Caldera, Red Hat spread the scope of Linux

Two of the biggest sellers of the operating system in North America move forward with plans to offer a Linux version for every occasion.

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Stephen Shankland
4 min read
Two of the biggest Linux sellers in North America have moved forward with plans to offer a Linux version for every occasion.

Caldera Systems has released eServer, a new version of its Linux product tailored specifically for use in servers. At the same time, Caldera's biggest Linux rival, Red Hat, has formally launched its effort to push Linux into sub-PC gadgets by releasing programming tools acquired through its buyout of Cygnus Solutions.

Caldera Systems, an Orem, Utah-based software company, this month received $30 million in investments and filed plans to hold an initial public offering. The company has a Goldilocks-and-the-three-bears approach to Linux, creating different versions for servers and desktops. And its sister company, Lineo, will cover the sub-PC devices with its Embedix version of Linux.

Linux is a clone of Unix that competes with its progenitor as well as with Windows. Linux announcements are pouring out of the computer industry, triggered by this week's LinuxWorld Conference and Expo in New York.

Though the Linux stronghold is in servers, the powerful machines that power the networked computing world, Linux is spreading to smaller devices as well with support by Transmeta and others who are making it work better for devices with less powerful hardware than PCs or servers.

MontaVista Software of Sunnyvale, Calif., announced a version of Linux designed for extremely small devices with no keyboard or monitor and as little as 500 kilobytes of memory--less than a 60th of what a typical inexpensive PC today ships with. MontaVista's HardHat Linux will be sold under an annual subscription instead of through a per-unit royalty, the company said.

The use of Linux in devices as radically different as servers and TV set-tops raises the concern by some, however, that the core part of Linux, called the kernel, will diverge into different versions for different classes of hardware. Currently, there is a single kernel, maintained by Linus Torvalds with the assistance of several trusted deputies.

But because the Linux source code--its original programming instructions--may be viewed by anyone, it's relatively easy to create a customized kernel using just the components needed. For example, a person can build a kernel for a server that can use multiple CPUs or one for a set-top box that can run without a hard disk.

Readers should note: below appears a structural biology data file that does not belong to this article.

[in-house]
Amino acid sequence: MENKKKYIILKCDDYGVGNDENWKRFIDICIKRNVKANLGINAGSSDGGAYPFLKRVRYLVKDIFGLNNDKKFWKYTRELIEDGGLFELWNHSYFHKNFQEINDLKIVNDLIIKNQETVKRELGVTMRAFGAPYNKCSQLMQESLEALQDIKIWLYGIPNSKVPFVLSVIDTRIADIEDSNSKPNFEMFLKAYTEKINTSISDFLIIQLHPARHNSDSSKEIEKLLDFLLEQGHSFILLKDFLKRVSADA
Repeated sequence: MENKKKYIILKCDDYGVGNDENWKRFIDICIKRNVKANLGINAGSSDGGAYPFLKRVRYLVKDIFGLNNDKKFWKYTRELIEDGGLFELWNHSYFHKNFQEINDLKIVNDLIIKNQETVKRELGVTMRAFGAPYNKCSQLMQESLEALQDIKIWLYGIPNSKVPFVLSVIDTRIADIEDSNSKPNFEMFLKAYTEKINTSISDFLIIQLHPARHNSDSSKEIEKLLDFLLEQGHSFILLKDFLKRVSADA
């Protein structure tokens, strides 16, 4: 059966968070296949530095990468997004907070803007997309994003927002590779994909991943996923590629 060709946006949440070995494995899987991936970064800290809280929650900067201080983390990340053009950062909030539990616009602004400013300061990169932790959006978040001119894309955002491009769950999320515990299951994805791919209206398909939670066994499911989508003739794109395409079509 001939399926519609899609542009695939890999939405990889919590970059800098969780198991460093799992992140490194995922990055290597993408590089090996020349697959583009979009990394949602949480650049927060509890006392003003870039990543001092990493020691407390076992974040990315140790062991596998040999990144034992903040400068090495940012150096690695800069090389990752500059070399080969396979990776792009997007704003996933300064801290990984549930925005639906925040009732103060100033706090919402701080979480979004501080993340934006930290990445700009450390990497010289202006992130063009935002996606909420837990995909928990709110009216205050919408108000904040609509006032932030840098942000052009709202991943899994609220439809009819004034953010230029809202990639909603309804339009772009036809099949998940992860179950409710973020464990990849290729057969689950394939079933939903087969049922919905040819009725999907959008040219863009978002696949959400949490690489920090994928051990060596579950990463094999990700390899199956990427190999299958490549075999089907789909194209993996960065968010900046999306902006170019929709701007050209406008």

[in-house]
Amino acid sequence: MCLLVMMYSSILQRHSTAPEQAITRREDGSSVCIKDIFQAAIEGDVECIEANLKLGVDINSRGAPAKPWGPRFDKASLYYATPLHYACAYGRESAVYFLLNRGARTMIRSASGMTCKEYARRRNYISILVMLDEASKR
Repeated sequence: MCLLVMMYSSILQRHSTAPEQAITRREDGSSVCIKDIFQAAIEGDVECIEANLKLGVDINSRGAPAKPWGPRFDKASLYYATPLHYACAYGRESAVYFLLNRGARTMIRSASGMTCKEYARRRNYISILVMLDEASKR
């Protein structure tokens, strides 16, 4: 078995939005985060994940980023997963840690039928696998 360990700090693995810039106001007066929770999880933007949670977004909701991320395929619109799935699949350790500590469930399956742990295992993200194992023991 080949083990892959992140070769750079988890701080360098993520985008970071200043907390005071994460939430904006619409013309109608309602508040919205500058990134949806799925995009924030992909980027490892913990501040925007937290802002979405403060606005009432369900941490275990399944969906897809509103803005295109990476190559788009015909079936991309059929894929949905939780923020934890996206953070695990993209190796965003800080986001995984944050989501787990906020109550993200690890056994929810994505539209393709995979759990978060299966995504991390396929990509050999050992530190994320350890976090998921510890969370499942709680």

For example, Caldera Systems' eServer is tuned to work with a CPU at least as advanced as a Pentium II, is configured to be able to have large numbers of files open and doesn't come with support for PCMCIA, a method for plugging hardware into laptops.

Caldera Systems in particular is aiming eServer for the special-purpose "server appliances," which are tuned for a specific job. The company's goal is to have 30 to 40 percent of all such computers running Caldera Systems software by 2003, vice president of marketing Benoy Tamang said. The eServer product will cost $199, about four times the price of the basic eDesktop version the company sells.

Meanwhile, the Macmillan publishing company has released a new version of Linux for first-time users. Macmillan Software's Linux is based on the French Mandrake version, which in turn is based on Red Hat's but includes enhancements to make installation easier. Such software-sharing deals are legal under the terms of the Gnu General Public License under which the core Linux software is released.

Sun, an investor in Caldera Systems, also will announce that Caldera Systems' software will come with Sun's new Java 2 Standard Edition software, complete with the newer HotSpot software that enables Java programs to run faster, sources said. Sun's Java software lets software written in the Java programming language run on any computer with the proper software.

Red Hat's Linux comes with Java software from IBM. Big Blue has licensed Java from Sun but has added its own enhancements, including IBM's programming tools and an IBM competitor to Sun's HotSpot. IBM is an investor in Red Hat.

With Red Hat's acquisition of Cygnus, programming tools are now at the core of Red Hat's work. Cygnus' specialty is the compiler--the key software that translates programs written by people into instructions a computer can understand. Cygnus has been the brains behind much of the compiler work for Linux, and now Red Hat has released programming tools for developers for using Linux in small devices.

The Red Hat Tools for Embedded Developers software will make it easier to develop softwre on one Linux system that ultimately will run on a small "embedded" systems using either PowerPC or IIntel-compatible chips.

Michael Tiemann, a Cygnus founder and now Red Hat's chief technology officer, believes that it's important to have an operating system with a recognized brand name even in small devices. "Sony proved the power of brand in the consumer device space," Tiemann said.

Cygnus and Red Hat are big fans of using Linux in small devices, but Cygnus already embarked on an operating system of its own for tiny devices: eCos, which like Linux is an open-source project.